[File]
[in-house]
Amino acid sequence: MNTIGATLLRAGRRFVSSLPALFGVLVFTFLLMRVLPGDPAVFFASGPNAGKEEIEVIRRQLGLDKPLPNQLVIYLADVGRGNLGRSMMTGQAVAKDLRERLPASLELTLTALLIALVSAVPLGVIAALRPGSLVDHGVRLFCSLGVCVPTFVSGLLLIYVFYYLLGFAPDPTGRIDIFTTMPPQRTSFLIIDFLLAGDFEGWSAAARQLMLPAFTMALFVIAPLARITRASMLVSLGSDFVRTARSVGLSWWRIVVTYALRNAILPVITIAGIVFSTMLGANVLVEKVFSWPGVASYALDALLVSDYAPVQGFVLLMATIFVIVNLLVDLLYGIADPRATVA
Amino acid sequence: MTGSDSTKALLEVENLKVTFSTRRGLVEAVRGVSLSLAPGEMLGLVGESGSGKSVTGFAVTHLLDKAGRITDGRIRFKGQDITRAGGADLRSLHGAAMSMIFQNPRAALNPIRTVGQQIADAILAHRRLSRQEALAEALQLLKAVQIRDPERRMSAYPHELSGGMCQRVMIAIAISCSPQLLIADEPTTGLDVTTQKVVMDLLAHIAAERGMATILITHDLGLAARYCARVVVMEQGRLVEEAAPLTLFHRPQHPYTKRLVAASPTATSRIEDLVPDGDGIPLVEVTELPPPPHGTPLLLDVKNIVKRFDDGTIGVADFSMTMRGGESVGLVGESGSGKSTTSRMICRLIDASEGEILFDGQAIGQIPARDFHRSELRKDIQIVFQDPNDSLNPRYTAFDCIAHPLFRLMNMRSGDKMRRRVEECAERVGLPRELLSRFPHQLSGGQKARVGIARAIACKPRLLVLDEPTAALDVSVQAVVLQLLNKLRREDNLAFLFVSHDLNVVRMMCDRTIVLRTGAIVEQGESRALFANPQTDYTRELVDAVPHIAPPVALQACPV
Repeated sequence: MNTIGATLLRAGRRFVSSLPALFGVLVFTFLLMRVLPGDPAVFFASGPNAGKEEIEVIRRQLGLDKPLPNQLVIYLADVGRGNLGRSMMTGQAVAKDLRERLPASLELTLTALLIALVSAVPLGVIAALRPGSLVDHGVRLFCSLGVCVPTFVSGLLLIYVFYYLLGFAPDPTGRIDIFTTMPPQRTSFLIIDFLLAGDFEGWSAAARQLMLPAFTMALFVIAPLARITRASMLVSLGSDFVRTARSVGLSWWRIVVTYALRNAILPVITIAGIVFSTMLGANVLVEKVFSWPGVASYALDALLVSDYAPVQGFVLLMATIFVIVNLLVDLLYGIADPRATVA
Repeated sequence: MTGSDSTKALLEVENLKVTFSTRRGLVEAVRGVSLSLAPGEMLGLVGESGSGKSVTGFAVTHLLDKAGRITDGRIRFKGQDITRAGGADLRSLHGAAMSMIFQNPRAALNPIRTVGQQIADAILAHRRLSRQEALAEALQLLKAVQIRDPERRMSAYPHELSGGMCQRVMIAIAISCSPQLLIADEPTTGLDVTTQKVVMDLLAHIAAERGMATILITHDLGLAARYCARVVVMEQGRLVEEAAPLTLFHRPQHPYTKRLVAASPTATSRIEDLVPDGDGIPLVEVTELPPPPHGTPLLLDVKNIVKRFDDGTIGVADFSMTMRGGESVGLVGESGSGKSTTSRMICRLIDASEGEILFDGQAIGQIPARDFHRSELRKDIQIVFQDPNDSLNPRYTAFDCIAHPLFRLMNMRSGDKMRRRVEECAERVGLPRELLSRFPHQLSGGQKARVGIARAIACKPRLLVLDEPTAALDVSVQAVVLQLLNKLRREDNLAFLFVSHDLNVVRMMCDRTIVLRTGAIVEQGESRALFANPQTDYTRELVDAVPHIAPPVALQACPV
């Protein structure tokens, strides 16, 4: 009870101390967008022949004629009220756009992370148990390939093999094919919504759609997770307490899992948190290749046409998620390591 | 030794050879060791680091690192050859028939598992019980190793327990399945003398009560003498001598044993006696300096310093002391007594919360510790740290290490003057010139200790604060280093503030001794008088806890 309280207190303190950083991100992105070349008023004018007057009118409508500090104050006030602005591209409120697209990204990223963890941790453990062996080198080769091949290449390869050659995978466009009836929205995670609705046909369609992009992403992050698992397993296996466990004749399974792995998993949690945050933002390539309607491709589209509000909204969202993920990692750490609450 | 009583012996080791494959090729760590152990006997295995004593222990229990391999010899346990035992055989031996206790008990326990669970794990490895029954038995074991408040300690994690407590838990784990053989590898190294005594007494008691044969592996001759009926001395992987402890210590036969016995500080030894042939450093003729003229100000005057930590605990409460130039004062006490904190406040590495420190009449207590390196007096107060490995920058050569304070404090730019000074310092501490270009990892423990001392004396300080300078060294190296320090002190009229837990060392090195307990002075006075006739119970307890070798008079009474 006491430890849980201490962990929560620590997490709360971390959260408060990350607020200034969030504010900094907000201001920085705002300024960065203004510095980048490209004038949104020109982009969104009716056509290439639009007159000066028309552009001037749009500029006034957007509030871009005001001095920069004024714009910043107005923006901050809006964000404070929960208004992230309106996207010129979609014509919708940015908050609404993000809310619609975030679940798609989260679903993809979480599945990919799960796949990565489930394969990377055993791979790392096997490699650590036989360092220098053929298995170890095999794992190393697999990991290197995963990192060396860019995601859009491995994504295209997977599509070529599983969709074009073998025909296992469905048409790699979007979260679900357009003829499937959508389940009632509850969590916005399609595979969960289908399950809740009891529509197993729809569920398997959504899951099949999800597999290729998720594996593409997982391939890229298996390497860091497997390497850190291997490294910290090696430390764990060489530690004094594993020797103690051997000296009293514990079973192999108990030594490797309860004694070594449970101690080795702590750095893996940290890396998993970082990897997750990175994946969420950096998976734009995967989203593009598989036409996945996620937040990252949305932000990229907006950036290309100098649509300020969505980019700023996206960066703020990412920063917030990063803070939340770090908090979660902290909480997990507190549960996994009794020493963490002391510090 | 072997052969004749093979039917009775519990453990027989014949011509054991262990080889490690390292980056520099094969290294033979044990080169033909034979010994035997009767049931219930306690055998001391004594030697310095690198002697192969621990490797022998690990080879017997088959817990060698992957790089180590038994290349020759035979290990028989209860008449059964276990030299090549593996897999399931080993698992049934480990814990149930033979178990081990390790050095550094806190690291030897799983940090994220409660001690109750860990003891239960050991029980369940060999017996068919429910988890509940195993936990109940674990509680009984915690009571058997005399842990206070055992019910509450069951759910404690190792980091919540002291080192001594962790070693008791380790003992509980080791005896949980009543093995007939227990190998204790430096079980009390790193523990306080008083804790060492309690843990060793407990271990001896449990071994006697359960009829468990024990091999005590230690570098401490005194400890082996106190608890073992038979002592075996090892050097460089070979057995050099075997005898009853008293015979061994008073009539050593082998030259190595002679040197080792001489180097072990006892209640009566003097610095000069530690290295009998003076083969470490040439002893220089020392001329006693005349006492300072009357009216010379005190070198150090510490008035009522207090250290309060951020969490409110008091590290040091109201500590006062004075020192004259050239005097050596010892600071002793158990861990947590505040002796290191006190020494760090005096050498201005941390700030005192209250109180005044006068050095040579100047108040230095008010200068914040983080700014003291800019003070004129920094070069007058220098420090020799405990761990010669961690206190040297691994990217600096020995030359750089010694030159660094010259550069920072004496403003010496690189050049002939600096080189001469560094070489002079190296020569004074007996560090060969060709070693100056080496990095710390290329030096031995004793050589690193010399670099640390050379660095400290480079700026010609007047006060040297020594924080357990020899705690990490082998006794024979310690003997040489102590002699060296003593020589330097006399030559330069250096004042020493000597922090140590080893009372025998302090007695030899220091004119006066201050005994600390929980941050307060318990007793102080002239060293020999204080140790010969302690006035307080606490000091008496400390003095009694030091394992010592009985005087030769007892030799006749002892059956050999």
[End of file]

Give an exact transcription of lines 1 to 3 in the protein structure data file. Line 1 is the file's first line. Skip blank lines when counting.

[in-house]
Amino acid sequence: MNTIGATLLRAGRRFVSSLPALFGVLVFTFLLMRVLPGDPAVFFASGPNAGKEEIEVIRRQLGLDKPLPNQLVIYLADVGRGNLGRSMMTGQAVAKDLRERLPASLELTLTALLIALVSAVPLGVIAALRPGSLVDHGVRLFCSLGVCVPTFVSGLLLIYVFYYLLGFAPDPTGRIDIFTTMPPQRTSFLIIDFLLAGDFEGWSAAARQLMLPAFTMALFVIAPLARITRASMLVSLGSDFVRTARSVGLSWWRIVVTYALRNAILPVITIAGIVFSTMLGANVLVEKVFSWPGVASYALDALLVSDYAPVQGFVLLMATIFVIVNLLVDLLYGIADPRATVA
Amino acid sequence: MTGSDSTKALLEVENLKVTFSTRRGLVEAVRGVSLSLAPGEMLGLVGESGSGKSVTGFAVTHLLDKAGRITDGRIRFKGQDITRAGGADLRSLHGAAMSMIFQNPRAALNPIRTVGQQIADAILAHRRLSRQEALAEALQLLKAVQIRDPERRMSAYPHELSGGMCQRVMIAIAISCSPQLLIADEPTTGLDVTTQKVVMDLLAHIAAERGMATILITHDLGLAARYCARVVVMEQGRLVEEAAPLTLFHRPQHPYTKRLVAASPTATSRIEDLVPDGDGIPLVEVTELPPPPHGTPLLLDVKNIVKRFDDGTIGVADFSMTMRGGESVGLVGESGSGKSTTSRMICRLIDASEGEILFDGQAIGQIPARDFHRSELRKDIQIVFQDPNDSLNPRYTAFDCIAHPLFRLMNMRSGDKMRRRVEECAERVGLPRELLSRFPHQLSGGQKARVGIARAIACKPRLLVLDEPTAALDVSVQAVVLQLLNKLRREDNLAFLFVSHDLNVVRMMCDRTIVLRTGAIVEQGESRALFANPQTDYTRELVDAVPHIAPPVALQACPV